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  1.    #1  
    [FONT="Arial Black"] So > I've been searching high and low for the definitive word on GSM speaker buzz I found this article which describes in detail what we're dealing with and at the end mentions a new type of "PA architecture" called "fully differential feedback" that is being used in many new smart phones.. If you have time, check it out and leave a comment http://pd.pennnet.com/display_article/244490/21/ARTCL/none/WIREL/Eliminating_the_audible_'buzz'_in_GSM_phones/
    p.s. this wouldn't be on the 680's would it ?
  2.    #2  
    Sorry I tried to leave a link ..this is the text

    Today's cell-phone PCBs are much more complex and internally "noisy" than ever before, due to added functionality and less board space. In many cases, the speaker is very close to the RF antenna, and the audio amplifier is closer to the RF power-amplifier (PA) section. That means the components on the board have to deal with higher levels of RF noise than in previous generations. In many cases, this noise causes RF rectification in the audio amplifier, which results in buzzing or clicking in the speaker.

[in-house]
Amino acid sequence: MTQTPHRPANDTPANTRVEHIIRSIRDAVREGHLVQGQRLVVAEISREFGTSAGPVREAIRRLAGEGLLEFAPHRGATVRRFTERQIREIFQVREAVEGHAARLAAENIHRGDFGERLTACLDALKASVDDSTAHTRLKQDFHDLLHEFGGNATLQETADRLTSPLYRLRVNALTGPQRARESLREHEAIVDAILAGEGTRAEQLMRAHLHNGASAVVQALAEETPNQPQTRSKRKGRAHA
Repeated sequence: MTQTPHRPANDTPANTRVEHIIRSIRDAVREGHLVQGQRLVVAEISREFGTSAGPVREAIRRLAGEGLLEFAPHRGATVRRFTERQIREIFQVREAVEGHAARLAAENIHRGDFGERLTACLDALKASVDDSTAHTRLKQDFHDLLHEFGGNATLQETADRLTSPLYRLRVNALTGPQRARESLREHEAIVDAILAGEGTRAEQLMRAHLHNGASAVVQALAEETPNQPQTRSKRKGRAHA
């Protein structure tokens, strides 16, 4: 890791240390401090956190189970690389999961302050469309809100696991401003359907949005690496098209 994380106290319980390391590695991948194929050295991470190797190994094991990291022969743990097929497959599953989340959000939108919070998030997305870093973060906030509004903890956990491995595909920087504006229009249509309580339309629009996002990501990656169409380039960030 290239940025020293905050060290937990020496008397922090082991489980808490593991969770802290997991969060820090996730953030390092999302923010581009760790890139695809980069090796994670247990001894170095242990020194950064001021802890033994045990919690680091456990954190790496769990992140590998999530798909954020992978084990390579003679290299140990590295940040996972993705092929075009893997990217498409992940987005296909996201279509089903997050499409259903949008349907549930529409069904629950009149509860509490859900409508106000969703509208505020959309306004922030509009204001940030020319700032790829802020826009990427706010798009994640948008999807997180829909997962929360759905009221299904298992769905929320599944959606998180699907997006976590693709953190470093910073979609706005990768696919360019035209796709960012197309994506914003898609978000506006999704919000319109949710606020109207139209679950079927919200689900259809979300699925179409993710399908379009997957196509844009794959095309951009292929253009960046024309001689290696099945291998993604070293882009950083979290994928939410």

This annoyance has led semiconductor vendors to develop improved audio PAs that offer fully differential architectures with good RF common-mode noise rejection. We'll look at the causes of RF rectification and explain the best architectures for minimizing the problem-in particular Class-AB and Class-D technology with fully differential bridge-tied load (BTL) architectures providing better RF noise immunity compared to the standard master/slave BTL audio amplifiers.

    RF noise

    One of the bigger noise contributors in the cell phone is the RF stage. In GSM cell phones, the RF PA switches on and off at 217 Hz. During the on state, the RF PA sends data to the base station and the off state allows the phone to conserve precious battery power. In laboratory test holding a GSM phone about 10 cm away from the audio amplifier, the signal that was picked up on the outputs of the audio amplifier could be seen. This noise looked like an 850-MHz-1.9-GHz RF signal gated by a 217-Hz square wave (Figure 1).